Creating a pleasant work environment is vital for employee well-being and productivity. On the other hand, toxic behavior at work can have far-reaching consequences for both individuals and the organization as a whole. When I consult with organizations and point out elements that could be signs of a toxic workplace, I sometimes feel that management has trouble understanding the severity of not addressing that with the utmost urgency. Let me shed light on what constitutes a toxic workplace, why it is critical to address such issues, and the risks managers face if they fail to address reports of toxic behavior.
It is increasingly important to understand what behavior is perceived as toxic in the modern workplace, where there is often more physical and emotional distance between team members and between teams and management. Because of the lack of proximity, it can be difficult to detect subtle signs of toxicity, making it critical for managers and coworkers to be vigilant in identifying and reporting concerning behaviors.
Managers can help foster a healthy work environment by actively observing and addressing toxic behavior. They should foster an open and welcoming culture in which employees feel comfortable reporting instances of toxicity. Coworkers should also support one another by recognizing signs of toxic behavior and speaking up when they see or experience it. Managers and coworkers can contribute to a positive workplace by taking collective responsibility for identifying and addressing toxic behavior.
Understanding a Toxic Workplace
To fully grasp the concept of a toxic workplace, it is necessary to investigate the characteristics and manifestations of negative behaviors contributing to its toxicity. Here’s an explanation of the elements that make up a toxic workplace:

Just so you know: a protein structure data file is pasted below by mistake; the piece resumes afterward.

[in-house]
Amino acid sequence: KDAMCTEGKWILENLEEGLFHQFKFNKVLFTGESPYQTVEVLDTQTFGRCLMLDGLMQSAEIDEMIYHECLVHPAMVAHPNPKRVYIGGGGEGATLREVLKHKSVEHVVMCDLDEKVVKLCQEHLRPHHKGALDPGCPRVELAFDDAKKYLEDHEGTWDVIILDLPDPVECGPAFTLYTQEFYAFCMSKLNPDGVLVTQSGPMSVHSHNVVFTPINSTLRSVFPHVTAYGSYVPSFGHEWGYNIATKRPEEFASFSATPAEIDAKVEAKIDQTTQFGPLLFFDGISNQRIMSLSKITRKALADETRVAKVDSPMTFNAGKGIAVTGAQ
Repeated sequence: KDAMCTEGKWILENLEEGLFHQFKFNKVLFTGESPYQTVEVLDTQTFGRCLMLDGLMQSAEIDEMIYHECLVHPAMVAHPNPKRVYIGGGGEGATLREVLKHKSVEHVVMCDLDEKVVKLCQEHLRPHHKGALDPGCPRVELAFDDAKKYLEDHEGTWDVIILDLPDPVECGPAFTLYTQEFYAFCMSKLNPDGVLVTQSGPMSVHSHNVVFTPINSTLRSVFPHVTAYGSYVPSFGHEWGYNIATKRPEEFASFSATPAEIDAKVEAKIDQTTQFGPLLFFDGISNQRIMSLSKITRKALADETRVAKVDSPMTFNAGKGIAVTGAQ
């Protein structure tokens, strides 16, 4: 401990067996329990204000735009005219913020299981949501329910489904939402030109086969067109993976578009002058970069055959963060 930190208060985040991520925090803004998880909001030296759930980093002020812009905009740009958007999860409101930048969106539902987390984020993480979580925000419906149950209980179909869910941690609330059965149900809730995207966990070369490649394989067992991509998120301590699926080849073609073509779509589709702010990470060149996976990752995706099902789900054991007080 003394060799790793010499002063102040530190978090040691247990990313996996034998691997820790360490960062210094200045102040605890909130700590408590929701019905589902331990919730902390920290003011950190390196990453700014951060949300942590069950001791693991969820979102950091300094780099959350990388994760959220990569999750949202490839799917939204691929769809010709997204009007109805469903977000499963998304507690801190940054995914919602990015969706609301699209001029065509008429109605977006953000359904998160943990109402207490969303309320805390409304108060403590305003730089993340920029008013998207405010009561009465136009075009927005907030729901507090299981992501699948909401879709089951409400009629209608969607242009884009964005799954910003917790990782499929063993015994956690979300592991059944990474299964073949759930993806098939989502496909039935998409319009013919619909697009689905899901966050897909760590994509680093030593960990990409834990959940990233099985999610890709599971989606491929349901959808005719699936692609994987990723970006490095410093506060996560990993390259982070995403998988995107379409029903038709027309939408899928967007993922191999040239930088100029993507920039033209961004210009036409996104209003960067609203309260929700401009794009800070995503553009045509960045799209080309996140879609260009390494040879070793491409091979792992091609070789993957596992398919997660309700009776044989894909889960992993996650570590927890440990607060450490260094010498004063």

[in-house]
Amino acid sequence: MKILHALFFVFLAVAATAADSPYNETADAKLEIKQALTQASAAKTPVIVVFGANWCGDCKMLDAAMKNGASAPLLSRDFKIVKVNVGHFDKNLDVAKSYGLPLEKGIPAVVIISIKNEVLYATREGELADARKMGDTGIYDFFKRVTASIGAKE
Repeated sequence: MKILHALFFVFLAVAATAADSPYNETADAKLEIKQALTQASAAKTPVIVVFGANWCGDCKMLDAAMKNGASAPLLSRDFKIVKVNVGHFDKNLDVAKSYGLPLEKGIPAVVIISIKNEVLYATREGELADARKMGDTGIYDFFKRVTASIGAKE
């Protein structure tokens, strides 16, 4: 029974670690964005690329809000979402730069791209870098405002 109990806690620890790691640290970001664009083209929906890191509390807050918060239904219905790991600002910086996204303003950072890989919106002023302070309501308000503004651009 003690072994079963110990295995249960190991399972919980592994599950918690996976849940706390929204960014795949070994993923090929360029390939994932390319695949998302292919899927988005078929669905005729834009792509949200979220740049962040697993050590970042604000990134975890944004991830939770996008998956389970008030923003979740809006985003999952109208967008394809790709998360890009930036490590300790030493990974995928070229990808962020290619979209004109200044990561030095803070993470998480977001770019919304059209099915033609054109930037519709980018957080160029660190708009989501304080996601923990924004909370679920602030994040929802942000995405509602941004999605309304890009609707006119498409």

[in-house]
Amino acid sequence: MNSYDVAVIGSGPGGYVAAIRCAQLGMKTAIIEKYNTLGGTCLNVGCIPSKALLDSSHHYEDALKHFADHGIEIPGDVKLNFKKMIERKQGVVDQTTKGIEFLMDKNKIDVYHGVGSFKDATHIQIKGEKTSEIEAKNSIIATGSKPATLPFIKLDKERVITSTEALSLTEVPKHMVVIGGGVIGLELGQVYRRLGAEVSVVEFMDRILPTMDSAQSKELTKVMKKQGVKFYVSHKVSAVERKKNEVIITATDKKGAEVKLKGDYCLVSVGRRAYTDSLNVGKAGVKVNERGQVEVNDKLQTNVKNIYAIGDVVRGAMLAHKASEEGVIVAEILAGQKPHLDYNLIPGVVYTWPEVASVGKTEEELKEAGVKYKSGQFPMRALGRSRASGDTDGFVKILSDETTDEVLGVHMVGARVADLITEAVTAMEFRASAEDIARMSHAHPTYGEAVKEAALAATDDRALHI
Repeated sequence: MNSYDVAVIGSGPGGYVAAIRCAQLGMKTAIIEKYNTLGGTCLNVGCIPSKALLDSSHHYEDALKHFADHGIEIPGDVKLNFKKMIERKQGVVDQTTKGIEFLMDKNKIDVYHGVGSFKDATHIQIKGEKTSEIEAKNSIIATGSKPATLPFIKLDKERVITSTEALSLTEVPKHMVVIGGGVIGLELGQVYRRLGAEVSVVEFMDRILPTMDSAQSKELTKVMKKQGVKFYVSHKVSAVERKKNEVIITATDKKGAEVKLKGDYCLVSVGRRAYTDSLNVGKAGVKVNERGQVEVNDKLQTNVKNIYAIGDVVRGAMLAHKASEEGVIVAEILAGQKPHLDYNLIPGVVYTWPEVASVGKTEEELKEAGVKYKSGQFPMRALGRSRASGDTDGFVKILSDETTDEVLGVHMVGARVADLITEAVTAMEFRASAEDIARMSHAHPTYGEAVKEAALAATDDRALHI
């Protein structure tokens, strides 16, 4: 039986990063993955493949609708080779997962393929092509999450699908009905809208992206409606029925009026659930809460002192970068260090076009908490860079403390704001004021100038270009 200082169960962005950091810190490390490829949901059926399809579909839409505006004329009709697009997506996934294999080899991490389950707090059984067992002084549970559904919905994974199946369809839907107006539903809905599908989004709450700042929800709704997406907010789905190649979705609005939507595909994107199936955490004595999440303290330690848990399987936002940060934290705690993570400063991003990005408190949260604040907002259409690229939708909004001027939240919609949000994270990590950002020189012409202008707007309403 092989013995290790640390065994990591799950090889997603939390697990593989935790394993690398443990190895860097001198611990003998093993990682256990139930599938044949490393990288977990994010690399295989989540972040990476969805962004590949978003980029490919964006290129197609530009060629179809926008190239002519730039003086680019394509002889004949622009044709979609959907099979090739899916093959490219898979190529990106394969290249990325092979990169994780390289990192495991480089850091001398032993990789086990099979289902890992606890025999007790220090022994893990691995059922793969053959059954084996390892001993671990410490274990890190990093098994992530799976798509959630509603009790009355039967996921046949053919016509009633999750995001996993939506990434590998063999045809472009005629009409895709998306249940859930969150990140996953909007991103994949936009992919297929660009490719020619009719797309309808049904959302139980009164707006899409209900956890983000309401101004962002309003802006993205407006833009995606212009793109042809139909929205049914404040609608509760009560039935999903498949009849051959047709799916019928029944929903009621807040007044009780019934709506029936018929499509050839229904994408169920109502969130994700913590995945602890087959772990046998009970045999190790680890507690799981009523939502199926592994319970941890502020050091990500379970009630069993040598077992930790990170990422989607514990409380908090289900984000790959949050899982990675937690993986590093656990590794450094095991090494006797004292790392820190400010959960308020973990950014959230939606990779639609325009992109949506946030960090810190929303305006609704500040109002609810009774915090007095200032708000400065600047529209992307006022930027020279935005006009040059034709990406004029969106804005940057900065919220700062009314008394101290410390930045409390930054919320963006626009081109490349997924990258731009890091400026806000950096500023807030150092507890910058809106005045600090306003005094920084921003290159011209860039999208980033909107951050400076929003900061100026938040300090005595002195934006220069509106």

- Bullying undermines an employee’s self-esteem and fosters a hostile work environment. Bullying is typical in a toxic workplace, where individuals are subjected to intentional, repeated, and abusive treatment. Examples are verbal attacks, intimidation, humiliation, or undermining of a person’s skills and contributions.
- Harassment is unwanted behavior based on protected characteristics such as race, gender, religion, age, or disability. Offensive remarks, derogatory jokes, unwanted advances, or any other behavior that creates a hostile or intimidating work environment are examples of workplace harassment. Harassment violates an individual’s rights and can result in emotional distress and poor job performance.
- Discrimination is individuals’ unfair and disparate treatment based on their protected characteristics. It undermines equality and fosters an atmosphere of injustice and resentment. Discrimination can occur in a toxic workplace through biased decision-making, unequal opportunities, or exclusionary practices.